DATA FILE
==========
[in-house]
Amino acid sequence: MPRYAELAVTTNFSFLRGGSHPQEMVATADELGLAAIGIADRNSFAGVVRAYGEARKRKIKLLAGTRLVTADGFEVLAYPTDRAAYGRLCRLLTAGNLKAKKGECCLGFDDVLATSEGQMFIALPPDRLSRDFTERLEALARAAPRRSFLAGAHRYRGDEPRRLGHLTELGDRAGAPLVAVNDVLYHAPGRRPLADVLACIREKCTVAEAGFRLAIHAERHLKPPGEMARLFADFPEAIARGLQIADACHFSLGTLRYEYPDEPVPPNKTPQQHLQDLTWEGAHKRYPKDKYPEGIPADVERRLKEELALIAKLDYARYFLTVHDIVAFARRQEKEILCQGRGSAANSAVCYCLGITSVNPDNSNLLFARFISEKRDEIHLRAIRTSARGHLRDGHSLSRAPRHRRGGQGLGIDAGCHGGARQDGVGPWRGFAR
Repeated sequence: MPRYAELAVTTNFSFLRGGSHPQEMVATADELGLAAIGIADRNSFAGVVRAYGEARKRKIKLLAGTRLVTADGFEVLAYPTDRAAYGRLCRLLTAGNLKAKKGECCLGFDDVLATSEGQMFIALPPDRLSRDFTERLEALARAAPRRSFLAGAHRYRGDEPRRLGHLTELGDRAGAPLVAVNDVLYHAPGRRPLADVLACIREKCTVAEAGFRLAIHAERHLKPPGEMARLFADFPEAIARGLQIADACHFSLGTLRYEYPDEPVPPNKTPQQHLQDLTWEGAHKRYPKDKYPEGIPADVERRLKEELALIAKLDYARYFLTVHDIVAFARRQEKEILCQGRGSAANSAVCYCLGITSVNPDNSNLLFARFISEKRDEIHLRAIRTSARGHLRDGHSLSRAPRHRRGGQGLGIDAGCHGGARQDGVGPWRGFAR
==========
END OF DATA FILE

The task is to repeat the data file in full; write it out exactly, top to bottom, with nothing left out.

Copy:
[in-house]
Amino acid sequence: MPRYAELAVTTNFSFLRGGSHPQEMVATADELGLAAIGIADRNSFAGVVRAYGEARKRKIKLLAGTRLVTADGFEVLAYPTDRAAYGRLCRLLTAGNLKAKKGECCLGFDDVLATSEGQMFIALPPDRLSRDFTERLEALARAAPRRSFLAGAHRYRGDEPRRLGHLTELGDRAGAPLVAVNDVLYHAPGRRPLADVLACIREKCTVAEAGFRLAIHAERHLKPPGEMARLFADFPEAIARGLQIADACHFSLGTLRYEYPDEPVPPNKTPQQHLQDLTWEGAHKRYPKDKYPEGIPADVERRLKEELALIAKLDYARYFLTVHDIVAFARRQEKEILCQGRGSAANSAVCYCLGITSVNPDNSNLLFARFISEKRDEIHLRAIRTSARGHLRDGHSLSRAPRHRRGGQGLGIDAGCHGGARQDGVGPWRGFAR
Repeated sequence: MPRYAELAVTTNFSFLRGGSHPQEMVATADELGLAAIGIADRNSFAGVVRAYGEARKRKIKLLAGTRLVTADGFEVLAYPTDRAAYGRLCRLLTAGNLKAKKGECCLGFDDVLATSEGQMFIALPPDRLSRDFTERLEALARAAPRRSFLAGAHRYRGDEPRRLGHLTELGDRAGAPLVAVNDVLYHAPGRRPLADVLACIREKCTVAEAGFRLAIHAERHLKPPGEMARLFADFPEAIARGLQIADACHFSLGTLRYEYPDEPVPPNKTPQQHLQDLTWEGAHKRYPKDKYPEGIPADVERRLKEELALIAKLDYARYFLTVHDIVAFARRQEKEILCQGRGSAANSAVCYCLGITSVNPDNSNLLFARFISEKRDEIHLRAIRTSARGHLRDGHSLSRAPRHRRGGQGLGIDAGCHGGARQDGVGPWRGFAR